For a big chunk of my career as a journalist, I’d been a music writer; as my interest in film photography grew, I chose a long-term project that would happily combine music and photography.
The Manics were playing a string of London club dates to support their latest album, ‘Send Away The Tigers’. I turned up with my usual set-up for the project at the time – a Voigtlander Bessaflex TM with a couple of lenses and a Nikon F100 with a 28-70/2.8 lens or an 85/1.8.
I shot what I could during the soundcheck – pretty short, as the band already knew the venue and were pretty tight – and because I had a photo pass and a couple of rolls still to shoot, I thought I’d finish them shooting the band during the first three songs. Usually I’ve finished my photography by the time the band starts the gig, so I can just enjoy the show.
There were of course, a host of other photographers shooting the show, but this being 2007, I thought I would be the only one still shooting film. I was wrong.
Also in the pit was a black-haired woman snapping away on an old-school Pentax around her neck. I knew I recognised her face, and as we waited for the band to take to the stage I racked my brains to try and remember who it was.
I worked at the NME in the mid-90s, one of a pair of Kiwis tasked with setting up their website (which they duly placed in a side room, away from the ‘proper’ editorial) and remember taking the lift one day with my boss, in there was a photographer he warmly greeted as “Pennie”. They knew each other well, and I suddenly realised I was sharing a lift with the woman who had shot possibly the greatest rock ‘n’ roll photograph of all time: the picture that become the cover of The Clash’s 1980 album ‘London Calling’.
Smith was stood on the side of the stage that fateful night bass player Paul Simonon smashed his guitar against the stage floor. Smith, then a 30-year-old photographer, had been following The Clash on their US tour. In a 2011 interview Simonon explained the bass was not the object of his frustration – he was annoyed the venue’s bouncers wouldn’t let the audience stand up on their seats. She snapped from the side of the stage – a lot closer to the action than it may appear from the photograph – a froze a moment that has become rock history.
(Read Johnny Martyr’s excellent piece deconstructing this image: “Nothing’s even sharp! Nothing. The subject is the most in-focus part of the image but is far from sharp, clear or crisp.)
Here she was, in the pit next to me nearly three decades later. I asked her if she was Pennie Smith and she nodded, extending her hand. I told her I was shooting film aswell and asked her what she it was she was shooting on. She held up the Pentax – as much brass as black paint – and said: “An ES II. I’ve always shot with these.”
We chatted as we shot the band, Smith shooting practised ease as the band rattled through the first few songs. I’ll be honest, the setlist is a bit of a blur; I’ve had to check exactly what songs the band started with, as my recollections mostly revolve around fact I was shooting a band stood next to Pennie Smith.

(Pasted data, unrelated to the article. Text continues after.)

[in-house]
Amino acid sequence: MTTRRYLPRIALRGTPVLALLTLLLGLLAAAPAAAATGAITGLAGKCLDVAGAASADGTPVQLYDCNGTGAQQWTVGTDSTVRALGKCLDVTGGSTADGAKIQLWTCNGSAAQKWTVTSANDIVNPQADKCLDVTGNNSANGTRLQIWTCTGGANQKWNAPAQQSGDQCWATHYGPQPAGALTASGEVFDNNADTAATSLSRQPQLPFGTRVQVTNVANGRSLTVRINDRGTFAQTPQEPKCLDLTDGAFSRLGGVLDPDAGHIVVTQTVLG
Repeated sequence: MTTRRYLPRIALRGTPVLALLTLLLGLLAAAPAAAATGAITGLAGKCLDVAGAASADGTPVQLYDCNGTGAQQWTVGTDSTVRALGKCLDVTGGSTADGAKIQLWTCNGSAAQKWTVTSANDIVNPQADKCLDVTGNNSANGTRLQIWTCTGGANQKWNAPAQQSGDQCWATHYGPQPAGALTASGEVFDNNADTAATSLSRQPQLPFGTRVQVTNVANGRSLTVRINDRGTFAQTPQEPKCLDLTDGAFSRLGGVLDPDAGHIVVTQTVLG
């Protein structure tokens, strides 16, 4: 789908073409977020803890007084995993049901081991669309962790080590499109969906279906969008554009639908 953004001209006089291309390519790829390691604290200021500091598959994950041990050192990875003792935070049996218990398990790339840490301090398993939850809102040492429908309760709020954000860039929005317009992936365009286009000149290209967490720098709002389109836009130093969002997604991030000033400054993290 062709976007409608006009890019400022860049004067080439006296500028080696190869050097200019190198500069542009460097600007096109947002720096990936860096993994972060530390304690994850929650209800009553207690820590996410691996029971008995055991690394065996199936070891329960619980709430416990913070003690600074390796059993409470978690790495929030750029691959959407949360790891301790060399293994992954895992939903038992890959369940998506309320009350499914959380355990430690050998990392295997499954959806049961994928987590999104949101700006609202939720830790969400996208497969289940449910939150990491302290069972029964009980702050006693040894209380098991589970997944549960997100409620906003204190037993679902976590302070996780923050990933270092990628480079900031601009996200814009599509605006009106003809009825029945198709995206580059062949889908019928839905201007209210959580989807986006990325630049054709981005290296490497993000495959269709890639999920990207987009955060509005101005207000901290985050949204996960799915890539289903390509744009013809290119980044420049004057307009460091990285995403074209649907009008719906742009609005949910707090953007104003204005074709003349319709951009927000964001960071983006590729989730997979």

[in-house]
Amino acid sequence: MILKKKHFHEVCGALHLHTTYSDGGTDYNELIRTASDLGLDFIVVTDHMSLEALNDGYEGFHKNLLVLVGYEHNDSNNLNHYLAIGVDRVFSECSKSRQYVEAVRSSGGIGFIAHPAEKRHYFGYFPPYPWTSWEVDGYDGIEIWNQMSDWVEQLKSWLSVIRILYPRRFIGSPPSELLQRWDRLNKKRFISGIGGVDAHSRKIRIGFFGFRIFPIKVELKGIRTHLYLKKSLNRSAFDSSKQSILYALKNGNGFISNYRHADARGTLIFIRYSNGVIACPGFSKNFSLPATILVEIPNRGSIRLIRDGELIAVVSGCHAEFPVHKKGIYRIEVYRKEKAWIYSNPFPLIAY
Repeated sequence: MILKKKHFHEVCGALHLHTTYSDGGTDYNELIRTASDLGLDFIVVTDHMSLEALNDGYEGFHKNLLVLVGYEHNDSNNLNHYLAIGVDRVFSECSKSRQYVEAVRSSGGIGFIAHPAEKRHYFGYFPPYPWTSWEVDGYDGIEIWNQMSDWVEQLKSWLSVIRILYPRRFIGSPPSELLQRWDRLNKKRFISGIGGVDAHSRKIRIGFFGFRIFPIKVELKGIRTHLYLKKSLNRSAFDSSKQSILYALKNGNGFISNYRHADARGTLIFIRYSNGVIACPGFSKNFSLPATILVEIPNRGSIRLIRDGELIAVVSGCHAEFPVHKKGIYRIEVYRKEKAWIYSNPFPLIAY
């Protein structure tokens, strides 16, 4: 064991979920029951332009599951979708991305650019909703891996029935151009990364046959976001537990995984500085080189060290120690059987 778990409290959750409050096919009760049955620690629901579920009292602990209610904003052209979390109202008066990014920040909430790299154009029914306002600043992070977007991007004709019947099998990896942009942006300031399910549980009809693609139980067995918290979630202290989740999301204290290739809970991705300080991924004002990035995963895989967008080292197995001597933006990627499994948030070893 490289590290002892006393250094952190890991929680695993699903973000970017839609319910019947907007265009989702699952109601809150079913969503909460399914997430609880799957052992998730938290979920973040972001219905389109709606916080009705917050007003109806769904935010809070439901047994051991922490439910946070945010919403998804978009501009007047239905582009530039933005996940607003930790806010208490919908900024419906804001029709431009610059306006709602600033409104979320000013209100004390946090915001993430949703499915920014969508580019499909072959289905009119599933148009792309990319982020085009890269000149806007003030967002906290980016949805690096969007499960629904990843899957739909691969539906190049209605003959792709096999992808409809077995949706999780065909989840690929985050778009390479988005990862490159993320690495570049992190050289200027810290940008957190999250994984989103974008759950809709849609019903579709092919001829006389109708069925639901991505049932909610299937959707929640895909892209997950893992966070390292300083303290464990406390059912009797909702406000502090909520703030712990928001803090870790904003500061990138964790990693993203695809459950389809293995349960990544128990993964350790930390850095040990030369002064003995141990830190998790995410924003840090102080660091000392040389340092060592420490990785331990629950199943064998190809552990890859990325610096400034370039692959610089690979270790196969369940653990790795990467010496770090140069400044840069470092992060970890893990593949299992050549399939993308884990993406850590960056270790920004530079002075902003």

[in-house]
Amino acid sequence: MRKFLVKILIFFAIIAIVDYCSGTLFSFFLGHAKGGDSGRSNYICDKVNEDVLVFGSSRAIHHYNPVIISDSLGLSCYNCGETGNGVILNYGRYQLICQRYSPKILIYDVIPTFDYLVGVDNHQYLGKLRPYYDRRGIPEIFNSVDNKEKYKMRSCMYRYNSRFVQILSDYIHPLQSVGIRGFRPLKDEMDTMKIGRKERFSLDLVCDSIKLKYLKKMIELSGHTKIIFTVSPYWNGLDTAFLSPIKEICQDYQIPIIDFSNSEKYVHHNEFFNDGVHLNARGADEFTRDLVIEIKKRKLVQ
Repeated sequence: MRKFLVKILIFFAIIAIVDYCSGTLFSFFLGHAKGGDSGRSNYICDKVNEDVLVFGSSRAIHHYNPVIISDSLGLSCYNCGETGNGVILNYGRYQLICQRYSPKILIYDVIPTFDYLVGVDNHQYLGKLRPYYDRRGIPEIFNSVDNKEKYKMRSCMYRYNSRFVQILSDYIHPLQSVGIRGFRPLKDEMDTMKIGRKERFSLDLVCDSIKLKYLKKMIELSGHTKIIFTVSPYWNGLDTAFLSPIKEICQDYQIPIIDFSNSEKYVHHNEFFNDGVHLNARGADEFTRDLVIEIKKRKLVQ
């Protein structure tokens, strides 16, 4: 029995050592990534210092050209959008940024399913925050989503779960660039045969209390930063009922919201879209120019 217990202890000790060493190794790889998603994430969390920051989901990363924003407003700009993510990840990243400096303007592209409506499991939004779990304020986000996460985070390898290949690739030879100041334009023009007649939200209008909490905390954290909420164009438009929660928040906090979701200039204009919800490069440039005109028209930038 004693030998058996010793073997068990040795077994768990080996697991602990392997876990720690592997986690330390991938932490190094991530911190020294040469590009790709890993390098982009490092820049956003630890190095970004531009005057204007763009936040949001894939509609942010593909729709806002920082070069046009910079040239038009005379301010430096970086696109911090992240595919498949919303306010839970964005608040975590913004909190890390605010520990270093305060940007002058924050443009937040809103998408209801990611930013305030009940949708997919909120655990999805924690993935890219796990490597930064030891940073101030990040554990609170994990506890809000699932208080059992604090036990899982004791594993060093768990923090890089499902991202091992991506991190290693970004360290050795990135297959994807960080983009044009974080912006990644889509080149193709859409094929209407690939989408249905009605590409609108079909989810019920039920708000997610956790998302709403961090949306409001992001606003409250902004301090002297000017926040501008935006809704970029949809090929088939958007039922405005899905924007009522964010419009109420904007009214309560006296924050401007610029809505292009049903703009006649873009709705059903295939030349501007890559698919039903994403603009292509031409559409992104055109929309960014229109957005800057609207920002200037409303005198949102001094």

At some point, I managed to blather that the cover of ‘London Calling’ was my favourite rock photo – something that Smith has no doubt heard thousands of times – and she laughed. “It’s not even the best picture on the roll.” (True story: it was The Clash’s frontman Joe Strummer who saw it on the contact sheet and demanded it be printed – Smith herself thought it was too out-of-focus) And then she held up the Pentax camera again. “I shot it on this.” She held up her battered Pentax, streaks of black paint worn away from years on the road.
Not only was I standing next to Pennie Smith, but I was holding the very Pentax that she’d shot the cover of ‘London Calling’ on.
Being both a fan of M42 cameras – the ES II is the last of Pentax’s SLRs to sport the mount – and someone cursed with the collector gene, I went out and bought two black ES IIs the following week off eBay. I don’t think either of them cost me more than £50.
That was 2007. Fast-forward 12 years and my camera cabinet has no less than five ES IIs in working order, plus a couple of spare bodies for parts. What was Pentax’s screw-mount camera before it embraced the bayonet has become my go-to travel camera more than 40 years after it was released.
The ES II offered one vital difference compared to most M42 cameras – choose the Auto mode and the camera became an aperture-priority SLR, with an electronically controlled, stepless shutter. That meant that if the camera’s meter decided that the best shutter speed to expose the frame was 1/343rd of a second, that’s what it chose. This system, theoretically, meant that the camera was more likely to take spot-on exposures than the more rudimentary manual shutter speeds – 1/125 or 1/250, for instance – usually found on 1970s cameras.
Smith was a photographer who made a living taking pictures form Britain’s flourishing music press. She was a professional. But professionals didn’t really shoot Pentaxes. The ES II was not a system camera like the Nikon F2 or Canon’s F-1. So why was a smudger like Smith packing a Pentax instead of the usual press-pack workhorses?